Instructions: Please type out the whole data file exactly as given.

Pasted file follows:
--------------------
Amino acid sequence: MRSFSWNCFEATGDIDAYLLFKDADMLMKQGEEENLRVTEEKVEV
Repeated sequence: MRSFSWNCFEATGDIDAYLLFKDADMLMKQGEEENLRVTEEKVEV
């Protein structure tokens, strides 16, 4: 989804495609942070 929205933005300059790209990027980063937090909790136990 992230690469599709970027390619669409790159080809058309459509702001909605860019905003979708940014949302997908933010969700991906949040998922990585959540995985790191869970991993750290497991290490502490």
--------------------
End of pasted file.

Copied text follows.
Amino acid sequence: MRSFSWNCFEATGDIDAYLLFKDADMLMKQGEEENLRVTEEKVEV
Repeated sequence: MRSFSWNCFEATGDIDAYLLFKDADMLMKQGEEENLRVTEEKVEV
């Protein structure tokens, strides 16, 4: 989804495609942070 929205933005300059790209990027980063937090909790136990 992230690469599709970027390619669409790159080809058309459509702001909605860019905003979708940014949302997908933010969700991906949040998922990585959540995985790191869970991993750290497991290490502490």